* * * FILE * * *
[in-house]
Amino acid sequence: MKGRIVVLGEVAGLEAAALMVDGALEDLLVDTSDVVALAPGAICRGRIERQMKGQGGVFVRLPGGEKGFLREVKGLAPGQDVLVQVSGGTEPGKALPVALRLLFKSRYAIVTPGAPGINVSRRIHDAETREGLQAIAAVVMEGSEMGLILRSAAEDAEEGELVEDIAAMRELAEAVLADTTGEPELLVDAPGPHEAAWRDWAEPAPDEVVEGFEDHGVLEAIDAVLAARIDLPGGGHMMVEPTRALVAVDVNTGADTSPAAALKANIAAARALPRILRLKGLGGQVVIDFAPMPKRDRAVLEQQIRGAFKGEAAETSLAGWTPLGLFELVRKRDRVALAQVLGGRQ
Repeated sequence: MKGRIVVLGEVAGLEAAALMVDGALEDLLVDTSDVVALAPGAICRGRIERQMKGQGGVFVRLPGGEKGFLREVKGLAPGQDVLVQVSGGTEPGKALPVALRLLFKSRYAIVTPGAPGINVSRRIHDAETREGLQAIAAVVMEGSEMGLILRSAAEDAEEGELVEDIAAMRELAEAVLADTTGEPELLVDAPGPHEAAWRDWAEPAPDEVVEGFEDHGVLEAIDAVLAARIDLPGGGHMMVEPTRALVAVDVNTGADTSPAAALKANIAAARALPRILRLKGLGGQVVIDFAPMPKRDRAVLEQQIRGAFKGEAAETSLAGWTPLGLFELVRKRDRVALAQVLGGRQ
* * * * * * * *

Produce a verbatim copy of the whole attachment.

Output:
[in-house]
Amino acid sequence: MKGRIVVLGEVAGLEAAALMVDGALEDLLVDTSDVVALAPGAICRGRIERQMKGQGGVFVRLPGGEKGFLREVKGLAPGQDVLVQVSGGTEPGKALPVALRLLFKSRYAIVTPGAPGINVSRRIHDAETREGLQAIAAVVMEGSEMGLILRSAAEDAEEGELVEDIAAMRELAEAVLADTTGEPELLVDAPGPHEAAWRDWAEPAPDEVVEGFEDHGVLEAIDAVLAARIDLPGGGHMMVEPTRALVAVDVNTGADTSPAAALKANIAAARALPRILRLKGLGGQVVIDFAPMPKRDRAVLEQQIRGAFKGEAAETSLAGWTPLGLFELVRKRDRVALAQVLGGRQ
Repeated sequence: MKGRIVVLGEVAGLEAAALMVDGALEDLLVDTSDVVALAPGAICRGRIERQMKGQGGVFVRLPGGEKGFLREVKGLAPGQDVLVQVSGGTEPGKALPVALRLLFKSRYAIVTPGAPGINVSRRIHDAETREGLQAIAAVVMEGSEMGLILRSAAEDAEEGELVEDIAAMRELAEAVLADTTGEPELLVDAPGPHEAAWRDWAEPAPDEVVEGFEDHGVLEAIDAVLAARIDLPGGGHMMVEPTRALVAVDVNTGADTSPAAALKANIAAARALPRILRLKGLGGQVVIDFAPMPKRDRAVLEQQIRGAFKGEAAETSLAGWTPLGLFELVRKRDRVALAQVLGGRQ